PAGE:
Sharks' Havlat remains a playoff rainmaker

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Sharks' Havlat remains a playoff rainmaker

BOX SCORE

ST. LOUIS -- Todd McLellan said he saw the old San Jose Sharks he had come to know and like in the overtime periods of Game 1 of this Western Conference quarterfinal.

They were calm. They were saying all the right things, the San Jose head coach said as he basked in the temporary warmth of the Sharks 3-2 double-overtime victory over St. Louis. Nobody was fidgeting.

With one notable exception.

I always fidget, he said.

And he fidgeted for good reasons Thursday. Despite the first true repayment on the Martin Havlat trade, despite Antti Niemis first official game theft of the postseason, despite the exemplary work of the fourth, er, third, er, DesjardinsWingelsWinnik line -- despite all these things, the Sharks were backing up just as much as they were pressing forward.

And therein lies the central truth of Game 1 of this series, which the Sharks lead, 1-0. They are playing a team that will make them look overmatched for elongated stretches, and they will have to cling on tightly to the younger and faster Blues to keep the games close enough to win.

What they have, in sum, is enough experience to keep the fidgeting to a minimum. They may still lose this series, but they wont do it by being either overwhelmed or easily defeated.

And they may win this series, but they wont do it without knowing that the Blues are good and getting better.

Look, they played good, we played good, St. Louis coach Ken Hitchcock said. I thought there were stretches where we seemed to be in pretty good command.

But command isnt enough, as anyone who has just started watching hockey on Wednesday could tell. Theres the matter of finishing, and the Sharks, well, finished.

They finished because the Blues couldnt clear their zone for the games final 40 seconds, because Logan Couture, one of the Sharks de facto veterans, hit Ryane Clowe with a tape-to-tape pass and then had the wit to pick St. Louis defenseman Kevin Shattenkirk, because Clowe found Havlat, who had nearly cost them the game in regulation, and Havlat did what he has done with considerable regularity in his career.

He scored an important postseason goal, beating Jaroslav Halak from 30 feet with a well-aimed slap shot and sending the alleged underdogs home one to the good. The goal was Havlats second of the game, and 15th in his last 27 playoff games.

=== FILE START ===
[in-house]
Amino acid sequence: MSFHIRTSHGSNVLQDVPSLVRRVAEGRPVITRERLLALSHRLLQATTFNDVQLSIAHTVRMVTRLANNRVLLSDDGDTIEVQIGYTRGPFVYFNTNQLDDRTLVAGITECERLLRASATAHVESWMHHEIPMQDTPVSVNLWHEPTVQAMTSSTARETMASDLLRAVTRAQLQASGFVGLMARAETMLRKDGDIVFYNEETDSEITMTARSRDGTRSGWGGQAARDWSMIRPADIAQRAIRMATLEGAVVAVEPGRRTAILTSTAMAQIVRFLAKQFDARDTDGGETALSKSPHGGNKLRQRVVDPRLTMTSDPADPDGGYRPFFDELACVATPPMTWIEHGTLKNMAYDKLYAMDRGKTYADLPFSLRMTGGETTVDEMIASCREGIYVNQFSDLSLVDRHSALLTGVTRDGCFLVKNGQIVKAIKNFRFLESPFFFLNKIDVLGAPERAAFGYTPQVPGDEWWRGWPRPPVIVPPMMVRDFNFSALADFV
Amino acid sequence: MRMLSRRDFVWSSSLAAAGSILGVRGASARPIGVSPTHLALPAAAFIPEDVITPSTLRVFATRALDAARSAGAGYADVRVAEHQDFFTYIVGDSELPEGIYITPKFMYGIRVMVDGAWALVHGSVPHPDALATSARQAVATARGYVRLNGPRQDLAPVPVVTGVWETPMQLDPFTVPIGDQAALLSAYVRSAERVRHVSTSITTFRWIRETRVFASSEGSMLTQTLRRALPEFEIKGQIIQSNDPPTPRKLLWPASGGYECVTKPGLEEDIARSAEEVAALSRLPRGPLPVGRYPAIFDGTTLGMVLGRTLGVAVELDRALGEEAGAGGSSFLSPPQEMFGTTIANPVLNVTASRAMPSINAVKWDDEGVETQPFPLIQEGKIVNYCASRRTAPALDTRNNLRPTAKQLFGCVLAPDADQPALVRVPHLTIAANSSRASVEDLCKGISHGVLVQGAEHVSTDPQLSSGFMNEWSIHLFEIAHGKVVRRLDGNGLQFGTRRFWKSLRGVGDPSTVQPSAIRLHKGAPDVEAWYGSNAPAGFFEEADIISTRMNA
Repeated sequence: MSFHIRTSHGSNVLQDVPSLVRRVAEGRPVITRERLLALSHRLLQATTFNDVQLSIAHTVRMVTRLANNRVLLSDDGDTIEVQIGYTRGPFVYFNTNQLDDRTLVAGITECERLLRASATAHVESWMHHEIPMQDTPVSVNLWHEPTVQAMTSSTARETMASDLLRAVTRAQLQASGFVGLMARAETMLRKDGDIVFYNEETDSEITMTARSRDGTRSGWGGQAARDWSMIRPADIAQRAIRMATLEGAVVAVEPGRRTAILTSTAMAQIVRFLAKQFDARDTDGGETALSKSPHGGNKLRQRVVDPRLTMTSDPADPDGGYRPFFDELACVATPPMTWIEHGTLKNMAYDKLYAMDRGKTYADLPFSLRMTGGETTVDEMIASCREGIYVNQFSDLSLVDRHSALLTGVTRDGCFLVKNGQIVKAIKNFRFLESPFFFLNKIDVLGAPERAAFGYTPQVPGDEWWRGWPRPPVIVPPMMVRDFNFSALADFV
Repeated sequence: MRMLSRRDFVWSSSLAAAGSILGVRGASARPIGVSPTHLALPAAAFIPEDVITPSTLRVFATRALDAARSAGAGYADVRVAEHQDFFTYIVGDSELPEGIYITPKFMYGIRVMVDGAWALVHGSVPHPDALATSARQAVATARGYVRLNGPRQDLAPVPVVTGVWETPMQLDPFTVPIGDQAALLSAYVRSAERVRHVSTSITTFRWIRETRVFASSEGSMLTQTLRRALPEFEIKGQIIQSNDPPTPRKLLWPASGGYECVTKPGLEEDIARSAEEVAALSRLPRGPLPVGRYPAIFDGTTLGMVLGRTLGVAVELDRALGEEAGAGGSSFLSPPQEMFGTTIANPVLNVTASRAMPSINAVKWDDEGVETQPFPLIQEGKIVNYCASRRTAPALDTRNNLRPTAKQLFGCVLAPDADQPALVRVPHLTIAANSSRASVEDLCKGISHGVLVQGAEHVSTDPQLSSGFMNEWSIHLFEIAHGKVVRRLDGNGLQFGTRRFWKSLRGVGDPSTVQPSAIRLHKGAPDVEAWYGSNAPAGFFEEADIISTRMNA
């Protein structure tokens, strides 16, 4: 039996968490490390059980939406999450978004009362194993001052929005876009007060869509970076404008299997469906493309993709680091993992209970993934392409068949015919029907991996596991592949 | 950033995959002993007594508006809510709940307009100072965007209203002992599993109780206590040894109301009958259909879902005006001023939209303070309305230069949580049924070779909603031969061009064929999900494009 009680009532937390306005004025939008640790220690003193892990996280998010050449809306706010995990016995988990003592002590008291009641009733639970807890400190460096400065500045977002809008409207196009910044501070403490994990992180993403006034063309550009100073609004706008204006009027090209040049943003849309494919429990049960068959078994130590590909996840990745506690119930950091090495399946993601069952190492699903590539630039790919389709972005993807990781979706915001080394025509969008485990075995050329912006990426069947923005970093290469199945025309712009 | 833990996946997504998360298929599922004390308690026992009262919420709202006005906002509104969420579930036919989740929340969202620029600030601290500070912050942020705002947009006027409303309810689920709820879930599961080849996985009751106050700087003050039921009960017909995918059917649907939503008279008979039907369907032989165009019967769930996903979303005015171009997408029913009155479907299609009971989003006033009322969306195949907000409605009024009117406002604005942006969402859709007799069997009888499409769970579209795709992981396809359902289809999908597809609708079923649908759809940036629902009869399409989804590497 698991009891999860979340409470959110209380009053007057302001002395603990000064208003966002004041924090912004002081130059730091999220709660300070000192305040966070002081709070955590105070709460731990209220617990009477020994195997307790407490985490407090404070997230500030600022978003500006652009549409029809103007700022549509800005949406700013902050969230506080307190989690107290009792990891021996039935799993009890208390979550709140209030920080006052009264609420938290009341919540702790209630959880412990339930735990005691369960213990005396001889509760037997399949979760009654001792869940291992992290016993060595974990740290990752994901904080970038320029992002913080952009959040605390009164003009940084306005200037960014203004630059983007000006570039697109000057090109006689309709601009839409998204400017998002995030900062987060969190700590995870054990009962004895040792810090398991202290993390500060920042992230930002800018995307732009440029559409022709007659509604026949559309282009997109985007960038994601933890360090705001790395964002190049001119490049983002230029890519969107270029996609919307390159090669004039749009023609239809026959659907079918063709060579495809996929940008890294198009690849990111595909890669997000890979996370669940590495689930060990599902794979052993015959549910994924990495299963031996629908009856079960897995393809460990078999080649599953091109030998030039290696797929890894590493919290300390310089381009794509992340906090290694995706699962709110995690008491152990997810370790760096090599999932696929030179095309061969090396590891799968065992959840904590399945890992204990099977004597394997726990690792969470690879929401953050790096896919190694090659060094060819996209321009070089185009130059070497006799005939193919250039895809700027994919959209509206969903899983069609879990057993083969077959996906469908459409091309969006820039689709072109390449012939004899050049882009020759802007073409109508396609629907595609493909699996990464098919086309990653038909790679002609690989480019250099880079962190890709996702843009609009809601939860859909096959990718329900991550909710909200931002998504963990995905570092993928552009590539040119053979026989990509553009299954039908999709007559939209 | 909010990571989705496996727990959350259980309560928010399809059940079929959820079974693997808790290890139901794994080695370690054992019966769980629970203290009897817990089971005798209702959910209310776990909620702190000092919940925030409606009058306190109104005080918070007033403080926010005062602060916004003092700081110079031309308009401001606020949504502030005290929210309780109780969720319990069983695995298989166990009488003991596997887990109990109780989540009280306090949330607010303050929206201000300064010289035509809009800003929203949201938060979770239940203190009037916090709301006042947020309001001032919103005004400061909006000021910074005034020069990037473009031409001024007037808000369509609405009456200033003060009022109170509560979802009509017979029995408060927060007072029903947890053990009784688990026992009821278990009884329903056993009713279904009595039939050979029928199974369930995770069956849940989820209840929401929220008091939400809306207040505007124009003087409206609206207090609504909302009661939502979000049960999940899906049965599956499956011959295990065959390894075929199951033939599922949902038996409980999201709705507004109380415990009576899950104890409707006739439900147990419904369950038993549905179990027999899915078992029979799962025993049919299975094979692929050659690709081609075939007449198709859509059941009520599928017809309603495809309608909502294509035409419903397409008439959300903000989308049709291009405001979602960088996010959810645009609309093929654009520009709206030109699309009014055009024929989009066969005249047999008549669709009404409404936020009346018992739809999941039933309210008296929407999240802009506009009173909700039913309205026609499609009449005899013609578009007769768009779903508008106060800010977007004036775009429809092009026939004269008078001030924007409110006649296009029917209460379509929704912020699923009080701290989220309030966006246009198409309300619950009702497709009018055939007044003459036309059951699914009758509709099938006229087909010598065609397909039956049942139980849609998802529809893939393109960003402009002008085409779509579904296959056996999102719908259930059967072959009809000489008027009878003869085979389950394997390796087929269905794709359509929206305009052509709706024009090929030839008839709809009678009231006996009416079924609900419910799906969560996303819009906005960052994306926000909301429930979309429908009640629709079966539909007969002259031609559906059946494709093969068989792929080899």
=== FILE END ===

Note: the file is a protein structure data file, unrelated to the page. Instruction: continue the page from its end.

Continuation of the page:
I was just trying to do my part, Havlat said, seeking the most benign way to take credit for propelling the Sharks. It was good for me, because it was a stupid penalty that I took before, a penalty I cant take.

The penalty in question was his sluefooting of Halak behind the St. Louis net at 6:31 of the third. It was well behind the play, was thoroughly unhelpful even if he had gotten away with it, and it set up Patrik Berglunds seeming go-ahead goal.

But Havlat, who missed more than half the season, is a playoff rainmaker, and has been since 2003, when he helped get the Ottawa Senators into the Stanley Cup Final.

He is part of that experience the Sharks keep talking about as though it is the antivenom to St. Louis considerable bite. Niemi is part of that experience as well, and his 40 saves, 14 of which came in the first overtime, allowed Havlat to enjoy his evening. So was Coutures pick of Shattenkirk, a veteran ploy in a veterans game.

But there was also just enough youth, shown most clearly by Desjardins, Wingels and Winnik. They started the evening as the fourth line, had seven fewer shifts than the putative third line centered by Dominic Moore, but they played important minutes in the third period and the overtime, and it was their speed and persistence that created the game-tying goal 5:16 from last call.

In sum, the Sharks raised their game just enough, and held service just enough, to have enough of a cushion for Havlat to earn his bones, and give themselves a reason to believe that St. Louis may lose a bit of their belief. The Blues swept San Jose in the regular season, and it means zero this morning.

Ray Ratto is a columnist for CSNBayArea.com.

Sharks blowout loss to Stars includes 'a month's worth of mistakes'

Sharks blowout loss to Stars includes 'a month's worth of mistakes'

DALLAS – In just two-and-a-half weeks, the Sharks will have the opportunity to defend their Western Conference title when the Stanley Cup Playoffs get underway.

(Take a deep breath. They won’t fall out of playoff position.)

Still, it’s a terrible time for them to be playing their worst hockey of the season, and going through the foulest stretch of coach Pete DeBoer’s two-year tenure.

The Sharks were flat-out embarrassed by the Stars on Friday night in their fifth straight regulation defeat, 6-1 in Dallas, showing no signs of life for the duration. Not even a verbal tongue-lashing from their normally reserved head coach in full view of the cameras in the second period got their motors going.

How do you explain this one, Joe Pavelski?

“I don’t know, good question,” said the captain. “There’s a commitment that needs to be there to win in this league right now consistently. Right now, we’re searching for that.”

DeBoer, too, was puzzled.

“You have a handful of those a year where nothing goes right and nobody’s got any kind of legs or energy,” he said. “It was one of those nights. I don’t have an explanation for it. I felt we prepared the right way the last couple days. I thought we felt pretty good about ourselves. Then, the puck dropped and everything went bad.”

It was evident early that the Sharks were off, as they couldn’t figure out a way to get the puck through the neutral zone for the first several shifts and didn’t register a shot on goal until 7:17 into the first period. The first of three Adam Cracknell goals – yes, Adam Cracknell – had them trailing 1-0 after the opening frame.

Traditionally, the Sharks would have found a way to jolt themselves to life at the intermission, as it was so plainly obvious that they didn’t seem focused or driven over the first 20 minutes.